While it took nearly two decades for the ETF industry to reach $2 trillion in assets, it will not need nearly as long to get to $5 trillion, according to a new report by PwC. The PwC repots says the global ETF industry will reach $5 trillion in combined AUM by 2020.

News of American Funds potentially entering the ETF business represents a reversal from the company’s previous stance on ETFs. The company has been a strident supporter of active management at a time when data indicate many active managers consistently fail to beat their benchmarks.

In September 2013, Capital Group published a study that “argued that its stock-picking mutual funds outperformed their benchmark indexes in the majority of almost 30,000 periods examined over the past 80 years. That included 57 percent of one-year stretches, 67 percent of 5-year periods and 83 percent of 20-year ranges. The Capital Group study examined 17 of the company’s mutual funds that invest in equities or both equities and bonds. It measured their performance over every one-, three-, five-, 10-, 20- and 30-year period, on a rolling monthly basis, from Dec. 31, 1933, through Dec. 31, 2012.”

Still, “only about 13% of actively managed, large-company stock funds posted returns above that of the S&P 500 for 2014,” the Wall Street Journal reports.

Although the SEC notice did not specify whether American Funds will issue active or passive ETFs, the firm’s reputation for active management implies the company would favor actively managed ETFs, a still small, but fast-growing segment of the ETF business. Some industry observers also see actively managed ETFs being a key driver of ETF industry growth in the coming years. For the week ending Jan. 16, U.S.-listed actively managed ETFs had a combined $17.24 billion in AUM with nearly half that total allocated to PIMCO and First Trust ETFs, according to AdvisorShares data.

While that is just a fraction of the overall U.S. ETF industry, increased demand for active ETFs and the potential for a more favorable regulatory environment could make actively managed ETFs a $500 billion asset class by 2020, according to a report by publishedSEI Investments last year.


ETFs Passive No More in Challenge to $7.8 Trillion Market

By Christopher Condon on June 26, 2012

Exchange-traded funds are posing a new threat to the $7.8 trillion market for active mutual funds by challenging the notion ETFs are only good for tracking benchmarks.

The $552 million First Trust Health Care AlphaDex Fund (FXH) (FXH), offered by Wheaton, Illinois-based First Trust Portfolios LP, follows an index that selects and weights U.S. health-care stocks based on a proprietary mix of financial measures such as sales growth and return on assets. Since its creation in 2007, the ETF has beaten the S&P 500 Health Care Index — 52 stocks chosen to broadly represent the industry — by almost 6 percentage points a year, and the actively managed Fidelity Select Health Care Portfolio by 3 percentage points annually.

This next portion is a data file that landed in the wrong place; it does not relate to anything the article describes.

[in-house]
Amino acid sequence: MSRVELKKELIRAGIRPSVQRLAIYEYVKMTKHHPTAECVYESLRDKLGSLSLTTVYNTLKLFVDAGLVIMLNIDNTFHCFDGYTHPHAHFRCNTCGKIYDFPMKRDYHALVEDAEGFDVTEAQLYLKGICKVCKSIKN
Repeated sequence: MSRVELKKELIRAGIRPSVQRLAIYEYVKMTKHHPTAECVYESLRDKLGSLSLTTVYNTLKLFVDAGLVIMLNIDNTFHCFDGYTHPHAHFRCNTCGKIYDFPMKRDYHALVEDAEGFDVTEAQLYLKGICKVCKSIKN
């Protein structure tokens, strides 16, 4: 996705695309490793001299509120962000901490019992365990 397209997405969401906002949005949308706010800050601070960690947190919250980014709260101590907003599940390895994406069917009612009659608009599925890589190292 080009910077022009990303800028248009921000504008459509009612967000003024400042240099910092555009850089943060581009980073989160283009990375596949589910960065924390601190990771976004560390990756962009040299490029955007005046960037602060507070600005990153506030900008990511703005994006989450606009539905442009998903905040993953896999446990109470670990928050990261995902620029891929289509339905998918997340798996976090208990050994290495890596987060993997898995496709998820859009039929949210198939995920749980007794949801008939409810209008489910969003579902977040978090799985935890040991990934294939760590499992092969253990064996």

“This isn’t an ETF that’s trying to track a benchmark,” Todd Rosenbluth, an analyst at research firm S&P Capital IQ in New York, said in an interview. “Its aim is to beat it.”

The AlphaDex fund is one of 155 ETFs, collectively holding about $12 billion, that are blurring the line between active and passive investing and threatening to further erode the market share of traditional stock and bond mutual funds. Unlike their passive peers, which use broad indexes to match a benchmark’s return, their goal is to capture outperformance, or alpha. While their assets are still a tiny slice of the fund industry, the payoff for such ETFs is potentially enormous: The pool of money chasing market-beating returns is almost four times larger than the $2.1 trillion held by investors in passive products.

Pimco ETF

Asset managers for years have pondered how to effectively combine the security-selection element of actively managed mutual funds with the tradability, tax advantages and other efficiencies of ETFs. Most have been dissuaded by the product’s necessity to reveal its holdings daily, which allows dealers to create new shares by delivering large baskets of a fund’s underlying securities to the ETF.

Active managers, especially those focused on equities, say that transparency would make it too easy for others to front-run their movements or simply copy them without paying to be in their fund. Some firms, including BlackRock Inc., the world’s biggest ETF provider, have asked permission from the U.S. Securities and Exchange Commission to introduce active ETFs that don’t reveal holdings daily. The agency hasn’t approved any such plans. Continue reading